The cancer I had was aggressive. I am told that I have about a 50/50 chance of having it come back. Aside from going back on Tamoxifen and being careful about my diet (little or no alcohol, lots of vegetables, eating organic, etc), I don’t have a plan of attack.

Friday's dinner: baked chicken breast with garlic and bread crumbs, cranberry couscous and a spinach and butter bean salad (all organic)

I feel that I need a plan and that I need one soon. It was almost easier during treatment in some ways because at least I knew what I was doing and that it was the right thing to be doing. Now, I feel as though I am hanging in the wind.

Take this weekend for example. Friday I put in a full work day and then made dinner for my family (new recipes of my own creation – healthy, organic and tasty to boot).

After dinner my back and arms started to really bother me. Before I knew it, I desperately needed to simply lie down. I called it an early night and hoped to feel better in the morning. The pain kept me awake. The next day I decided to go into urgent care.

I believe the pain is from the surgeries I have had – muscles and flesh have been rearranged and this takes time to heal. But, I really don’t know. All I know is that with pain comes worry.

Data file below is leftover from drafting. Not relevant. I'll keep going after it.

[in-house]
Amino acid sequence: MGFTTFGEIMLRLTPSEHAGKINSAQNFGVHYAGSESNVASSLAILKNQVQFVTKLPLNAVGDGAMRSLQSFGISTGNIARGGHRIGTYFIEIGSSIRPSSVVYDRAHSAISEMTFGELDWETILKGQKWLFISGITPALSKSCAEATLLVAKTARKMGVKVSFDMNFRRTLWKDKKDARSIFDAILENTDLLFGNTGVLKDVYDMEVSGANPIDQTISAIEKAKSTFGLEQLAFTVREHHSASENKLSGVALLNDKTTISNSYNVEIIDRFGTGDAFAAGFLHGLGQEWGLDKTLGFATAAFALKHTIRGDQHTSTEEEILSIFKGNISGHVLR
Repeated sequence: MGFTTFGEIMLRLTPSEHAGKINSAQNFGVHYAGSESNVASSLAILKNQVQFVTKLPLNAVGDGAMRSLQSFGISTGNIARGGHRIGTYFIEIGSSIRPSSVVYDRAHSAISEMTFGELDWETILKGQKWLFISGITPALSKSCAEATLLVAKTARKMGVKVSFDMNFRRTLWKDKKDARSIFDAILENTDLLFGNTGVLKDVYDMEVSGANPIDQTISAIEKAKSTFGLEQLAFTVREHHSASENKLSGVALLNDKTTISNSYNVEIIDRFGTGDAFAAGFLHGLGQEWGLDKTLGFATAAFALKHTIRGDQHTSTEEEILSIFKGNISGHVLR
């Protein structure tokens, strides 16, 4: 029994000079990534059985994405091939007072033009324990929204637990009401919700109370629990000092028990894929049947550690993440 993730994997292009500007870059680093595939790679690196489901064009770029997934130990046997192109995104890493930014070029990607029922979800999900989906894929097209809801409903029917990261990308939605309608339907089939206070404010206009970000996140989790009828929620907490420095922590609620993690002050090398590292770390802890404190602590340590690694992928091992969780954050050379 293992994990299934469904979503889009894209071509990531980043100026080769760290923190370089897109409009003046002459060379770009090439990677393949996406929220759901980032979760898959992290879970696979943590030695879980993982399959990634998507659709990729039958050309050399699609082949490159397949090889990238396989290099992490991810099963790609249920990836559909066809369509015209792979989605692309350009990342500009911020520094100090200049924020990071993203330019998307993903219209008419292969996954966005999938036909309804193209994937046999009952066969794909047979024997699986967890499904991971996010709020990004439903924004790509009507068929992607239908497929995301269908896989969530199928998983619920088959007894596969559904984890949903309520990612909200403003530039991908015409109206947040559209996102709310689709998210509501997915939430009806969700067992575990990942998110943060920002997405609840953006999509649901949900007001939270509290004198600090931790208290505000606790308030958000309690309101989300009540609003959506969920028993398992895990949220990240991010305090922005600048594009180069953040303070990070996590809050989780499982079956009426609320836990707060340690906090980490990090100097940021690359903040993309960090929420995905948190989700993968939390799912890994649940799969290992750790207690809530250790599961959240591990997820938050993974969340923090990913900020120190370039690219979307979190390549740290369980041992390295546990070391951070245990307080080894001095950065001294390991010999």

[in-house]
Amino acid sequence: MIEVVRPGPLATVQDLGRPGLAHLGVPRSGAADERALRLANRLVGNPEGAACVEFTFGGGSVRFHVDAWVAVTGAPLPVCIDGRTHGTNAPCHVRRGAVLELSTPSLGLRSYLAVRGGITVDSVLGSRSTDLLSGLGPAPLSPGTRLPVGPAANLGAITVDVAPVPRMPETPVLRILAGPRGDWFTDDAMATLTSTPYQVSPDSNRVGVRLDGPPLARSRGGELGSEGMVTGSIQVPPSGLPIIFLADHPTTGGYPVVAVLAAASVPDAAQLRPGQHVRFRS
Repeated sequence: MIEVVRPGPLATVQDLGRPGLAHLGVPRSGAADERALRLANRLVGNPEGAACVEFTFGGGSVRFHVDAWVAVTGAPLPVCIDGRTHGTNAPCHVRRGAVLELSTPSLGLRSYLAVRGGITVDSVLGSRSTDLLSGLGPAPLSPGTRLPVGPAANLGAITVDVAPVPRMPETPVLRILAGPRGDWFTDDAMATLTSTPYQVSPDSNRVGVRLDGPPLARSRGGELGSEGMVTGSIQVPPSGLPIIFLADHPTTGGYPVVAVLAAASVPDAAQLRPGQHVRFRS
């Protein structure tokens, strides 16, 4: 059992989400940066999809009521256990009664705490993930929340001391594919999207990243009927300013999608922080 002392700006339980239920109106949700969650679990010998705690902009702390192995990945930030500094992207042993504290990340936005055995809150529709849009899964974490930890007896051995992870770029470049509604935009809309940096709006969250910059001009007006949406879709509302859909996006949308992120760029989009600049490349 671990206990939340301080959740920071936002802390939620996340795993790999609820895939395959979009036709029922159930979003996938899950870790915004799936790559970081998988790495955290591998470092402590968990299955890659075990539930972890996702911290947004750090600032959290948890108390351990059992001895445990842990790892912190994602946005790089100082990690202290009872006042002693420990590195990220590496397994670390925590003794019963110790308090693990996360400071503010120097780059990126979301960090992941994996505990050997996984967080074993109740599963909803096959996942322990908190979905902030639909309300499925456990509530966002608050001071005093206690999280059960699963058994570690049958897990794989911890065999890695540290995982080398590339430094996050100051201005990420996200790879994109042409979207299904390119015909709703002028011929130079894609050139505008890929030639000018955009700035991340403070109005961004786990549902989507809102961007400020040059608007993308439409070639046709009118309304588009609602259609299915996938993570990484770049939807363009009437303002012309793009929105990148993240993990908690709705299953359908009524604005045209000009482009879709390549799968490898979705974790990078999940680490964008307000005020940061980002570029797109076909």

You see, once you’ve had cancer you look at pain differently, you experience pain differently (at least I do). Bone pain could mean metastatic cancer. Headaches could mean metastatic cancer. When I feel good, I simply feel good and believe me, I relish in that state. I relish it because it is in those times that I feel the most removed from cancer. But, when I am in pain, it brings me down in a way that I have never known before and it can be debilitating.

The beginnings of the fritatta I made on Sunday morning. Spinach Fritatta: Step one: saute tomatoes & onions.

So Saturday I went to urgent care. I saw a doctor whom I have never met so naturally he had to be filled in on everything from the past two years. He looked at my back, saw the scars left from surgeries and asked a lot of questions; some of which seemed related to my visit and some simply I think out of his own curiosity (like: “So did they use implants or is that your own tissue”). It was kind of like being a circus freak in an exam room. Or maybe a science project on display. Okay, maybe that is a bit much, but, it is sometimes weird to be treated by doctors (of the non-oncology persuasion) who don’t see someone like me in their office’s much . . . they get curious.